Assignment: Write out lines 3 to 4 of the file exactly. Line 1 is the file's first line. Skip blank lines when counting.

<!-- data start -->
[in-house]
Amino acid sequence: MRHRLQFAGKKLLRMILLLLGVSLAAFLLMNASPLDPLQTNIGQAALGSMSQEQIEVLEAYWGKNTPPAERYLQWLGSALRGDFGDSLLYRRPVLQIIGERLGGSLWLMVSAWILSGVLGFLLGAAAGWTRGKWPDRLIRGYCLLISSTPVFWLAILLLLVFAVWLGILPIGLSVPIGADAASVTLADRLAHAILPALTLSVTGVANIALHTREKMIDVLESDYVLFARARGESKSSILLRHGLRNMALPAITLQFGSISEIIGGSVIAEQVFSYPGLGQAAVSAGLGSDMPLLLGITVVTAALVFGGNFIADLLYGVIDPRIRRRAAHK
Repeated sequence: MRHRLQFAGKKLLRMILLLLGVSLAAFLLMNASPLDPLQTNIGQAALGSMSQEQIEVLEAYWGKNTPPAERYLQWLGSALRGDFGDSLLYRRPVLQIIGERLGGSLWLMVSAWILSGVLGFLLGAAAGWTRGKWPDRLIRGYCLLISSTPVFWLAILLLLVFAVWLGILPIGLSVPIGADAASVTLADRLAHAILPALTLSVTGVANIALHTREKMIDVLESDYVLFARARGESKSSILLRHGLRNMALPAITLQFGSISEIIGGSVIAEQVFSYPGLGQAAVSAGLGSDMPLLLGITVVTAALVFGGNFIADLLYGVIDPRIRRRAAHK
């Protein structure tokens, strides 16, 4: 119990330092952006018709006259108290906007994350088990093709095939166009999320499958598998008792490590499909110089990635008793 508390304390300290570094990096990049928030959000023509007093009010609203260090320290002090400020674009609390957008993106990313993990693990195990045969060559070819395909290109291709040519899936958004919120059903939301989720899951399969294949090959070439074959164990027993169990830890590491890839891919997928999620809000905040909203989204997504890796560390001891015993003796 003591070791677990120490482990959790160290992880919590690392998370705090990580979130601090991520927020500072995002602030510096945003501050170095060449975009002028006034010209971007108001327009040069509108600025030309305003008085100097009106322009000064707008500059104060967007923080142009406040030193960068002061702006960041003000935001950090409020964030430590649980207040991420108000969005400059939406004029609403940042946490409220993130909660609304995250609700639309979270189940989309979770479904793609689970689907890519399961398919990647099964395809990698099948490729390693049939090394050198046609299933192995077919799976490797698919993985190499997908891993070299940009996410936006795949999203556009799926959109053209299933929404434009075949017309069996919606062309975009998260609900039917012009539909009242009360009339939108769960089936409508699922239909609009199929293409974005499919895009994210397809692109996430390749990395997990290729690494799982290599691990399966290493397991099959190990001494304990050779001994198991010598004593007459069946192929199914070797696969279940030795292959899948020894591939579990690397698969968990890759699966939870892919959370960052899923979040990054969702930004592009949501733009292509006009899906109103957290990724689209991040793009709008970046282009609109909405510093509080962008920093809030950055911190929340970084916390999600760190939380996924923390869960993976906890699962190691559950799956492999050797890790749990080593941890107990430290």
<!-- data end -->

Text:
Repeated sequence: MRHRLQFAGKKLLRMILLLLGVSLAAFLLMNASPLDPLQTNIGQAALGSMSQEQIEVLEAYWGKNTPPAERYLQWLGSALRGDFGDSLLYRRPVLQIIGERLGGSLWLMVSAWILSGVLGFLLGAAAGWTRGKWPDRLIRGYCLLISSTPVFWLAILLLLVFAVWLGILPIGLSVPIGADAASVTLADRLAHAILPALTLSVTGVANIALHTREKMIDVLESDYVLFARARGESKSSILLRHGLRNMALPAITLQFGSISEIIGGSVIAEQVFSYPGLGQAAVSAGLGSDMPLLLGITVVTAALVFGGNFIADLLYGVIDPRIRRRAAHK
């Protein structure tokens, strides 16, 4: 119990330092952006018709006259108290906007994350088990093709095939166009999320499958598998008792490590499909110089990635008793 508390304390300290570094990096990049928030959000023509007093009010609203260090320290002090400020674009609390957008993106990313993990693990195990045969060559070819395909290109291709040519899936958004919120059903939301989720899951399969294949090959070439074959164990027993169990830890590491890839891919997928999620809000905040909203989204997504890796560390001891015993003796 003591070791677990120490482990959790160290992880919590690392998370705090990580979130601090991520927020500072995002602030510096945003501050170095060449975009002028006034010209971007108001327009040069509108600025030309305003008085100097009106322009000064707008500059104060967007923080142009406040030193960068002061702006960041003000935001950090409020964030430590649980207040991420108000969005400059939406004029609403940042946490409220993130909660609304995250609700639309979270189940989309979770479904793609689970689907890519399961398919990647099964395809990698099948490729390693049939090394050198046609299933192995077919799976490797698919993985190499997908891993070299940009996410936006795949999203556009799926959109053209299933929404434009075949017309069996919606062309975009998260609900039917012009539909009242009360009339939108769960089936409508699922239909609009199929293409974005499919895009994210397809692109996430390749990395997990290729690494799982290599691990399966290493397991099959190990001494304990050779001994198991010598004593007459069946192929199914070797696969279940030795292959899948020894591939579990690397698969968990890759699966939870892919959370960052899923979040990054969702930004592009949501733009292509006009899906109103957290990724689209991040793009709008970046282009609109909405510093509080962008920093809030950055911190929340970084916390999600760190939380996924923390869960993976906890699962190691559950799956492999050797890790749990080593941890107990430290």